Available in bookshops nationwide.

cv_Id_rather_be_a_fairy_princessLike many 6 year olds, Petra wants to be a fairy princess. Unfortunately, she becomes ill with the cancer neuroblastoma, and has to become a warrior princess to survive the disease.

Written when she was 7 and published at 20, I’d Rather Be a Fairy Princess is Petra Kotrotsos’ own story of her battle with cancer. It shows her strength and determination to overcome her cancer with the support of her family and friends. Told with a mixture of innocent imagination and matter-of-factness, the story explains the diagnosis, the treatments and the reality of living with cancer.

The pictures in I’d Rather Be a Fairy Princess are lovely, with a softness to them which belies the hard topic that the book deals with. They suit the word beautifully, by matching the hope of the text perfectly.

I’m not sure how to recommend this book. It would definitely be a good book for a family trying to explain cancer to a younger child, or even within a classroom setting if it were relevant. The tone of hope and determination is a useful one, and the descriptions of x-rays, chemotherapy and radiotherapy, and the helpful and caring nurses would help to take some of the fear away that a child may have about themselves or someone they care about following a diagnosis. I don’t know about recommending it as a general book for bedtime reading or the like – I think it would depend on the child. As the adult who knows your child best, have a read through first, and see what you think.

Reviewed by Rachel Moore

I’d Rather Be a Fairy Princess
by Petra Kotrotsos and Christina Irini
Published by Makaro Press
ISBN 9780994137944

Book Review: Aotearoa, by Gavin Bishop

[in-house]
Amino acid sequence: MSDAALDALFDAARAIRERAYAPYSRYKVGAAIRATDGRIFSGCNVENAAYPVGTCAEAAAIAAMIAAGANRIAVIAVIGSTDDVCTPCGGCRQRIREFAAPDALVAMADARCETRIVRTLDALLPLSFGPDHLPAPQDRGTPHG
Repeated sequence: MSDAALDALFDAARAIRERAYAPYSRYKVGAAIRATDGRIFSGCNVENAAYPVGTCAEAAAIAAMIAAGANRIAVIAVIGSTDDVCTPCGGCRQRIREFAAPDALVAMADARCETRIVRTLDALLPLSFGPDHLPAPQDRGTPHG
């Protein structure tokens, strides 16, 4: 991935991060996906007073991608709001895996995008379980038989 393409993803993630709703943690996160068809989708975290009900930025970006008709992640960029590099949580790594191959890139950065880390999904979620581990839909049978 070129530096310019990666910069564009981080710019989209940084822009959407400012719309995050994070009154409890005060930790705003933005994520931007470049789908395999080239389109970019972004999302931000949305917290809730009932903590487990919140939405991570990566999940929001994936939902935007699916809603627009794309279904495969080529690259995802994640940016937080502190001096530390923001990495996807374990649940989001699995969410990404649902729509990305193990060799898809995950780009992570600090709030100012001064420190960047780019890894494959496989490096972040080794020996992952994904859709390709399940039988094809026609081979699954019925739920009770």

Available in bookshops nationwide.

cv_aotearoa_the_new_zealand_storyGavin Bishop’s Aotearoa has been atop the Nielsen Bestsellers list virtually since its release. I spotted Gavin at the Storylines Hui the day after it was launch and he said ‘It sold 140 copies at the launch! I’ve never written a bestseller!’

Gavin has been writing and illustrating books for over 40 years. He has gone through many phases of illustration – the illustrations in this book are most similar in style to his The House that Jack Built, which was re-published a few years ago by Gecko Press, but also bring in elements (particularly in the people) of the broad style he used in Mister Whistler.

Aotearoa tells the story of our nation, from the big bang, via dinosaurs, through Kupe’s discovery of Aotearoa (so named by Kupe’s wife Kuramārōtini) and so on. My first favourite page – there are many – is the Voyages to Aotearoa, which depicts each of the waka that we know sailed to settle in New Zealand from Hawaiki. Along with people, came gods, and the stories of our gods are flawlessly woven into the narrative.